Dana Vollmer ‘at peace’ with final career swim at U.S. Championships

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Dana Vollmer wanted to dive in and enjoy the water at a swim meet one last time. The 2012 Olympic 100m butterfly champion retired following her first-round heat at the U.S. Championships in Palo Alto, Calif., on Friday.

Vollmer, who came back from childbirth to earn a medal of every color in Rio, announced on Monday that this week’s nationals would be her last meet at age 31. She clocked 59.94 seconds to place 32nd after missing training time this season with a shoulder injury.

“I’m at peace,” said Vollmer, who had her second son, Ryker, on July 4, 2017. “To walk up behind the blocks and remember the nerves in my stomach and how I shake out and getting on the blocks, just knowing it’s your last one, getting to absorb all of that, it’s a really special moment.”

Vollmer made a career of overcoming obstacles, from heart surgery before making her first Olympic team at age 16 to missing the 2008 Olympic team to becoming the first U.S. mom to earn an Olympic swimming gold medal in Rio.

“I’ve searched a lot of different areas, and I’m really satisfied with what I’ve done in the sport,” she said. “USA Swimming is so incredibly competitive to get on the team. I mean, you have to want it with your entire heart, and I kept finding that I wanted to be doing other things.”

MORE: U.S. Swimming Champs TV Schedule

In other events Friday, Maxime Rooney made waves in the morning heats by becoming the second-fastest 100m butterflier in the world this year.

His 50.68 would have earned silver behind world-record breaker Caeleb Dressel at last week’s world championships. Rooney went .41 slower in the evening final but still won by .61 over Olympian Jack Conger.

Dressel, originally entered in this meet after an exhausting, six-gold-medal worlds, scratched for a third straight day.

Olympian Kelsi Dahlia earned the women’s 100m fly title in 57.35, which was .24 slower than her sixth-place time from worlds.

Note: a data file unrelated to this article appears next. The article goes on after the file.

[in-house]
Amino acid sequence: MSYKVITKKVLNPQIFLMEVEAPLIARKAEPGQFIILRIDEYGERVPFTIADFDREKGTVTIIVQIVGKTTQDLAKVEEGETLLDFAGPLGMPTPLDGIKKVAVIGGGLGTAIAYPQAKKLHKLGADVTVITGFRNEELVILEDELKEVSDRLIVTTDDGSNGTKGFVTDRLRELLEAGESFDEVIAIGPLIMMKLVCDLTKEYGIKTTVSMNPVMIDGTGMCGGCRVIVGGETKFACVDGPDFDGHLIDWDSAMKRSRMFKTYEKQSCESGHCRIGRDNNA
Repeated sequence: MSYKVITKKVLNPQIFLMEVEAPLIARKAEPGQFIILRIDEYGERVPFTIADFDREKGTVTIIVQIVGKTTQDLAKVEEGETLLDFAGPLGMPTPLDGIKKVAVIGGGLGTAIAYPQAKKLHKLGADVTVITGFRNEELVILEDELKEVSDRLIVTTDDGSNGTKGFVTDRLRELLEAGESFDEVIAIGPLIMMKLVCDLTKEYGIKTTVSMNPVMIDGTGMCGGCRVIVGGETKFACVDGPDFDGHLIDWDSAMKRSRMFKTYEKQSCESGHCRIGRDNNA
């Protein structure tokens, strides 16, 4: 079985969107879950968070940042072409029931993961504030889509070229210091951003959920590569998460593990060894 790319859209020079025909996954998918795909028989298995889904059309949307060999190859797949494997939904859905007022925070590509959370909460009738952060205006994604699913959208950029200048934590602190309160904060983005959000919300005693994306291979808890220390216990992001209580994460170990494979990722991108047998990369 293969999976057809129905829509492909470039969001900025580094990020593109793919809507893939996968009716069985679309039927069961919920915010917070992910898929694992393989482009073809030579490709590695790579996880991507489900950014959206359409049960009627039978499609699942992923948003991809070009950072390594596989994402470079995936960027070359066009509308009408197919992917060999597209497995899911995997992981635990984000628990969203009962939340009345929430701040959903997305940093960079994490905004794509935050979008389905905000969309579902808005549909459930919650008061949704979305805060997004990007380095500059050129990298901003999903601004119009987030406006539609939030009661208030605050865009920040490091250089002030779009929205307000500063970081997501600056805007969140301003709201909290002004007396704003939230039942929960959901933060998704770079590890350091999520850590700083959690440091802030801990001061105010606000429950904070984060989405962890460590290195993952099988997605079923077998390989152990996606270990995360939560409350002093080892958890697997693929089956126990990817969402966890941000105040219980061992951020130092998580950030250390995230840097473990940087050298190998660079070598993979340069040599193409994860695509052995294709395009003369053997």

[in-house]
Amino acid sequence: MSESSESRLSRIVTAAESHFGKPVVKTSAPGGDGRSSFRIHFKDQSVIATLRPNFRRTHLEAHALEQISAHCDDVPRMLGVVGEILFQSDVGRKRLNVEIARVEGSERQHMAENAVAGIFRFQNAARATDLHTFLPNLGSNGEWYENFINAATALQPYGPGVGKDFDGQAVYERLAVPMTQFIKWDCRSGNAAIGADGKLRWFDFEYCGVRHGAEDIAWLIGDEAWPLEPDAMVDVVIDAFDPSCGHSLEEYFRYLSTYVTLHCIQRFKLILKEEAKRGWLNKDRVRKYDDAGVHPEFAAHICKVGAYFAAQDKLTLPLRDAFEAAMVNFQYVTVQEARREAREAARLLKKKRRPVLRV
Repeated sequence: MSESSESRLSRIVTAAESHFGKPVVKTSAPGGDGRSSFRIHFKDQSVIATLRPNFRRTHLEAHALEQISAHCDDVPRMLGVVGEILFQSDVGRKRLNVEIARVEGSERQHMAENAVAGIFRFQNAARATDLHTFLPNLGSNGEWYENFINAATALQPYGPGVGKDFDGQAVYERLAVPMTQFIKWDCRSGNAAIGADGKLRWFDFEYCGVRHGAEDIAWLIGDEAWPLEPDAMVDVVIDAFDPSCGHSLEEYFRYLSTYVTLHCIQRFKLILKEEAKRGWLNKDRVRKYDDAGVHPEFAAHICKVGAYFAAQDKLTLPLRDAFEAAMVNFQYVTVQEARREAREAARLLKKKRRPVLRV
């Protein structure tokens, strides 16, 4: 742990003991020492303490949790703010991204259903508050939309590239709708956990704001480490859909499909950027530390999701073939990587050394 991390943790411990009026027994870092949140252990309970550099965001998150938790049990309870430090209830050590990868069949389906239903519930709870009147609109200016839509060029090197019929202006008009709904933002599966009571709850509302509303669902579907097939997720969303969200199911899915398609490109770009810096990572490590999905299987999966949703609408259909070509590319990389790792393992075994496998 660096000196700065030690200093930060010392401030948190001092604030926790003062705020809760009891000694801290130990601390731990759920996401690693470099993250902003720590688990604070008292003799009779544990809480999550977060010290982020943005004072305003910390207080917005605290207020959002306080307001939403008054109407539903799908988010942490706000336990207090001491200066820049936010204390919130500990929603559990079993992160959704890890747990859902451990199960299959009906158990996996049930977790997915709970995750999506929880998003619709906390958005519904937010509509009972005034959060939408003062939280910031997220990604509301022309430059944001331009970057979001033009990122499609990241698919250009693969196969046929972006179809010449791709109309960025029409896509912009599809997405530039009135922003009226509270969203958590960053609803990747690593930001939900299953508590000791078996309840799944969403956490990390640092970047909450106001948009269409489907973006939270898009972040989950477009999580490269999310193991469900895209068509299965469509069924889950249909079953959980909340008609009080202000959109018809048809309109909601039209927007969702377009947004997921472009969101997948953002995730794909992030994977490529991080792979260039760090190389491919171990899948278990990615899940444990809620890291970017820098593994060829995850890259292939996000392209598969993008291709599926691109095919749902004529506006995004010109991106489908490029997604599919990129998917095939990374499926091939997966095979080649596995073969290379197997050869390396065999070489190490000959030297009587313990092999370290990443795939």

Emma Weyant, 17, chopped 5.17 seconds off her personal best to win the 400m individual medley in 4:35.47, making her the world’s fifth-fastest woman and the fastest U.S. woman this year. The U.S. has an opening in the event after missing the medals at the last two worlds.

Bobby Finke overtook 17-year-old Carson Foster to earn the men’s 400m IM, two days after he won the 1500m freestyle. Finke, 19, clocked a personal-best 4:13.15, which would have placed fourth at worlds. The field lacked Olympic silver medalist Chase Kalisz and world silver medalist Jay Litherland.

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Kendall Gretsch wins six gold medals at Para Nordic Ski Worlds

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Kendall Gretsch, who won Paralympic titles at the last Summer and Winter Games, added another six gold medals at the World Para Nordic Skiing Championships in Sweden last week.

Gretsch, 30, earned seven total medals in seven days between biathlon and cross-country skiing.

Gretsch won gold medals in three different sports across the last three Paralympics: biathlon and cross-country skiing in 2018 (two years after taking up the sports), triathlon in 2021 and biathlon in 2022.

She plans to shift her focus back to triathlon after this winter for 2024 Paris Games qualification.

Gretsch, born with spina bifida, was the 2014 USA Triathlon Female Para Triathlete of the Year. Though triathlon was added to the Paralympics for the 2016 Rio Games, her classification was not added until Tokyo.

Also at last week’s worlds, six-time Paralympian Aaron Pike earned his first Paralympic or world championships gold medal in his decade-plus career, winning a 12.5km biathlon event.

Oksana Masters, who won seven medals in seven events at last year’s Paralympics to break the career U.S. Winter Paralympics medals record, missed worlds due to hand surgery.

The U.S. also picked up five medals at last week’s World Para Alpine Skiing Championships in Spain — three silvers for five-time Paralympian Laurie Stephens and two bronzes for 17-year-old Saylor O’Brien.

Stephens now has 18 career medals from world championships, plus seven at the Paralympics.

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World champion skier Kyle Smaine dies in avalanche at age 31

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Kyle Smaine, a retired world champion halfpipe skier, died in an avalanche in Japan on Sunday, according to NBC News, citing Smaine’s father. He was 31.

Smaine, a 2015 World champion in ski halfpipe, had been doing ski filming in Japan, sharing videos on his Instagram account over the past week.

The native of South Lake Tahoe, California, finished ninth in ski halfpipe at the 2016 Winter X Games in Aspen, Colorado.

In 2018, Smaine won the fifth and final U.S. Olympic qualifying series event in ski halfpipe but did not make the four-man team for PyeongChang. His last sanctioned international competition was in February 2018.

Late Sunday, two-time Olympic champion David Wise won the X Games men’s ski halfpipe and dedicated it to Smaine.

“We all did this for Kyle tonight,” Wise said on the broadcast. “It’s a little bit of an emotional day for us. We lost a friend.”